Benefits of Taxes

The goal of taxes is to give the government access to money for inflation-free spending. The government uses taxes for several things, including the following:

  • Funding of public infrastructure
  • Defense expenditure
  • Development and welfare projects
  • Public insurance
  • Scientific research
  • Operation of the government
  • Salaries of state and government employees
  • Unemployment benefits
  • Pension schemes
  • Public transportation
  • Public education
  • Public health
  • Public utilities such as energy, water, and waste management systems
  • Law enforcement

Taxes are applied to a variety of sources of income, including salaries, business profits, rental income, etc. In addition, wealth taxes, sales taxes, property taxes, payroll taxes, value-added taxes, and service taxes are also in place.

Advantages of Paying Taxes

Anyone who receives a taxable salary (one that exceeds the basic exemption limit) must file income tax returns, which is advantageous. This is true even if there’s no tax due after deductions. However, there are benefits to filing taxes, even if your income is below the basic exemption threshold. Here are a few advantages of timely tax payment:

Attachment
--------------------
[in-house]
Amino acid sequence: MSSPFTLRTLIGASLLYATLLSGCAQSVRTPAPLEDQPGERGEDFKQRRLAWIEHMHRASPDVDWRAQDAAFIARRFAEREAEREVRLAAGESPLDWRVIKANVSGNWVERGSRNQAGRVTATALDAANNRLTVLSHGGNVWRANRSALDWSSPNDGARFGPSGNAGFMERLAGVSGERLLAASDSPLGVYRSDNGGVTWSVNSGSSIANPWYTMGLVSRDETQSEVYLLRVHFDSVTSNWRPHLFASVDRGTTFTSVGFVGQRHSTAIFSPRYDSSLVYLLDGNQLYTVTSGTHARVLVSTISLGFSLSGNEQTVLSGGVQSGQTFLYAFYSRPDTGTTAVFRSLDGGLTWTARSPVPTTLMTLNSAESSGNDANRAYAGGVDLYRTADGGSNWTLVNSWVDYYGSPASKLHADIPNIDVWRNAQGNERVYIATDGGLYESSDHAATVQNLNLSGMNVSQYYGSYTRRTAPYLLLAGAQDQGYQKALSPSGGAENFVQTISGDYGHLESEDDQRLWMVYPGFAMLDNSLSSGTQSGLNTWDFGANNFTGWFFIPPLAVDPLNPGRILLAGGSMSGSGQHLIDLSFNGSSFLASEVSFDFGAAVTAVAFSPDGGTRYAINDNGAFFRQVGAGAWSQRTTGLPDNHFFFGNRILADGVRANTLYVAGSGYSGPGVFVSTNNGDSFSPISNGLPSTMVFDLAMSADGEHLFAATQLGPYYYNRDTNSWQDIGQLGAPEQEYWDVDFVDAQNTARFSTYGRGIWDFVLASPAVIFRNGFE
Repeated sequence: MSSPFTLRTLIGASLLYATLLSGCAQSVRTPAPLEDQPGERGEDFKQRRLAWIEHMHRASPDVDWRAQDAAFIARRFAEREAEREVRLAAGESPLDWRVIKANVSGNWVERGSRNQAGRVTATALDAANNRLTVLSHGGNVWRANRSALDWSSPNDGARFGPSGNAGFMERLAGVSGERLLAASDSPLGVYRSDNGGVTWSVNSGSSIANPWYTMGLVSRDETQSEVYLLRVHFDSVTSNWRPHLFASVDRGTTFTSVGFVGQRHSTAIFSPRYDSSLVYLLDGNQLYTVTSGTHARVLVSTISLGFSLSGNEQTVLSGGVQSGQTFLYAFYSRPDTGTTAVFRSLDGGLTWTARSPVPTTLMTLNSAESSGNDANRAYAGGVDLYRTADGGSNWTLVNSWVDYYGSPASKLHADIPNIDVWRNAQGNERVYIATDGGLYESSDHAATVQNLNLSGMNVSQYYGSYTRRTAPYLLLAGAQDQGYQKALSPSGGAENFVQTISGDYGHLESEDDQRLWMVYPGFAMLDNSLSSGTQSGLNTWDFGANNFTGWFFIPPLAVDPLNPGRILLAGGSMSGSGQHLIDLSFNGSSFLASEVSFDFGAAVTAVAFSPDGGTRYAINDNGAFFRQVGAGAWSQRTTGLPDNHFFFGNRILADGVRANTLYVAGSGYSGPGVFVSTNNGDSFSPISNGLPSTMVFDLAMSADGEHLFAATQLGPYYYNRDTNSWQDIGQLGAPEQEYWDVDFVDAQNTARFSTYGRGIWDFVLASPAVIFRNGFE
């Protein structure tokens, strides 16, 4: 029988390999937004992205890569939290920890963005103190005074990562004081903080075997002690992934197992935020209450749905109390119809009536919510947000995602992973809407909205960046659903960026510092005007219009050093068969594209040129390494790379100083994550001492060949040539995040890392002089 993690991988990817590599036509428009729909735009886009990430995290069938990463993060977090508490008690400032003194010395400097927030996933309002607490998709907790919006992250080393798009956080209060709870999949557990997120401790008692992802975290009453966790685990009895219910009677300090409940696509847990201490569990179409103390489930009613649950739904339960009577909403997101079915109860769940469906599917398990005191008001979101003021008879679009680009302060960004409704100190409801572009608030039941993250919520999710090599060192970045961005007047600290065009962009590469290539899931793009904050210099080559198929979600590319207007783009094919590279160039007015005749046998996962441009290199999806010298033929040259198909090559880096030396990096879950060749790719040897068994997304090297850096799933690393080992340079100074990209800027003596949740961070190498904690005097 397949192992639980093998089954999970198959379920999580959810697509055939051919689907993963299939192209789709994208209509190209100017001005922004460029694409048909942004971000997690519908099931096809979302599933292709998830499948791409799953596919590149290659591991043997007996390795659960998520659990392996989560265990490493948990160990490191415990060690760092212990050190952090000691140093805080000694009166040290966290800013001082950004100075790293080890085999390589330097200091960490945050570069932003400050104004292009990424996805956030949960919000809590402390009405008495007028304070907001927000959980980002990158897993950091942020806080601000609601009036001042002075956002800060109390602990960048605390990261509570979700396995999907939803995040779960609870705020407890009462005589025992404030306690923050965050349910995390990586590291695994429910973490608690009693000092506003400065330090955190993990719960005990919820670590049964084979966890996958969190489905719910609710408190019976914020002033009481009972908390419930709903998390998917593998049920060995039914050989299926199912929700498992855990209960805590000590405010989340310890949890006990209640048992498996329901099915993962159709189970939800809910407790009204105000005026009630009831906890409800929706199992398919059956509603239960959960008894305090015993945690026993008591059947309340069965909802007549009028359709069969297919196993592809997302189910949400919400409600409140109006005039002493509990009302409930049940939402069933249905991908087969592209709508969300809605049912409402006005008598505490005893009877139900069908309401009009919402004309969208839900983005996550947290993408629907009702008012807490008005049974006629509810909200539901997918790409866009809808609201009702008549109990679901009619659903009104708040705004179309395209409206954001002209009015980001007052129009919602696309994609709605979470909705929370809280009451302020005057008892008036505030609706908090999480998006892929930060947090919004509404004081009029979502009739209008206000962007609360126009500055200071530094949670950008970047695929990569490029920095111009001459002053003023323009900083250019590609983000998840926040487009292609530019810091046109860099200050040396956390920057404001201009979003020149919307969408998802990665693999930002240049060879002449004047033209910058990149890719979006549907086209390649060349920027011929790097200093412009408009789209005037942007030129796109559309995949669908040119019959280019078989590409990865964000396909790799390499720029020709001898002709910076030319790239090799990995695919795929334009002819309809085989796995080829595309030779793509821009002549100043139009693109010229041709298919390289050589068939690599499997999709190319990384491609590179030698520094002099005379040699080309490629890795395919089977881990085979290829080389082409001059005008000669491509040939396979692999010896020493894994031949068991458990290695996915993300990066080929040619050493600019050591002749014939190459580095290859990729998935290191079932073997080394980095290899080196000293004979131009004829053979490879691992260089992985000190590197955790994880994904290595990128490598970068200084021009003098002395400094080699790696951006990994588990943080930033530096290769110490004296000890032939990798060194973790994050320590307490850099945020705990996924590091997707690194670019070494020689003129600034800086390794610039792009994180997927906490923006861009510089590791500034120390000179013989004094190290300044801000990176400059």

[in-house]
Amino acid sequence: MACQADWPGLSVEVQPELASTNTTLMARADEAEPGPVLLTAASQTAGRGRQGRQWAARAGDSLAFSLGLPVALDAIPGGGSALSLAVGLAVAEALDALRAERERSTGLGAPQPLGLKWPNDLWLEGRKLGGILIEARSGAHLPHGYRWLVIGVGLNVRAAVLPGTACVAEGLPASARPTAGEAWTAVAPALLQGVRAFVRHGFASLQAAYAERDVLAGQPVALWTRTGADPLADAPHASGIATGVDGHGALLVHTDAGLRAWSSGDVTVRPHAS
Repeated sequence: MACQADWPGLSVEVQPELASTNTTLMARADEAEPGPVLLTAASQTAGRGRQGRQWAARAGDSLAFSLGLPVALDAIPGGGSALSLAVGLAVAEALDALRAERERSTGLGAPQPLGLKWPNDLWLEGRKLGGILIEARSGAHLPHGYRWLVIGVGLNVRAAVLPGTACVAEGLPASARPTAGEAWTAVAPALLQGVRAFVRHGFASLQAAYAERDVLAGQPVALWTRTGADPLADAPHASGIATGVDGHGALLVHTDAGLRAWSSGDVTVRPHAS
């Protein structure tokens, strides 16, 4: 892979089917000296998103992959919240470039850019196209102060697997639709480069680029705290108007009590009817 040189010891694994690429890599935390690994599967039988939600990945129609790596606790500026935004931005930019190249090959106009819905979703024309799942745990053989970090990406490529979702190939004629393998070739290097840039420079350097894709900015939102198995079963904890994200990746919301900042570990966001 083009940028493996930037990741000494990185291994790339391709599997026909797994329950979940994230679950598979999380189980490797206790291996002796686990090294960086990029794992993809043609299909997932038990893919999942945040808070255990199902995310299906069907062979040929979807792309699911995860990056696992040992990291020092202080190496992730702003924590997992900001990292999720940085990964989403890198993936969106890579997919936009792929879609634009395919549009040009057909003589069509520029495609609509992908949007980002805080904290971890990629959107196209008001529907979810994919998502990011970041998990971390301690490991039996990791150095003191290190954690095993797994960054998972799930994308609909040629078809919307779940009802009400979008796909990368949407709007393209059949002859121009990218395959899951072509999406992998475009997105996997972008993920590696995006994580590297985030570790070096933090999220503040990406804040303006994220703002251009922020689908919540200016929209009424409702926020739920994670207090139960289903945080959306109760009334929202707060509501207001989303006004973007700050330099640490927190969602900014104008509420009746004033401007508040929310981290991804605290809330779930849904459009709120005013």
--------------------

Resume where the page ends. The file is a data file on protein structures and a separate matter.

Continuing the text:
Loan approvals: Major banks may ask for a copy of your income tax returns when you apply for a loan, particularly for a home loan or a car loan. This ITR can be from the last two to three years.

Self-employed individuals: Freelancers, entrepreneurs, consultants, and partners in firms are not eligible for Form-16. ITR receipts can be provided as proof of income if their yearly income exceeds the basic exemption level. In addition, it serves as evidence of tax payments. This will be useful during any commercial or financial transaction.

Visa applications: When you apply for a visa, many foreign consulates ask you to bring your tax returns from the previous years. While some only need the most recent one, others may require up to two or three years’ worth of returns.

Penalty for not Paying Taxes

Any person or organization who evades taxes is subject to a range of penalties from the government. Depending on the type of unpaid tax, a different penalty may apply. This means that in addition to paying the taxes that are due for payment, the fine and any associated interest must also be paid as a penalty.

Tax on Returns Earned Through P2P Lending

In P2P lending, investors earn income in the form of interest on the amount they lend. The fixed maturity peer-to-peer investment plan from LenDenClub offers up to 10–12%* annual returns on your investment. Similar to the interest earned on any other instrument, such as a fixed deposit, the interest income in P2P lending is also taxable. Lenders’ interest income from peer-to-peer lending is classified as “income from other sources” and added to their taxable income.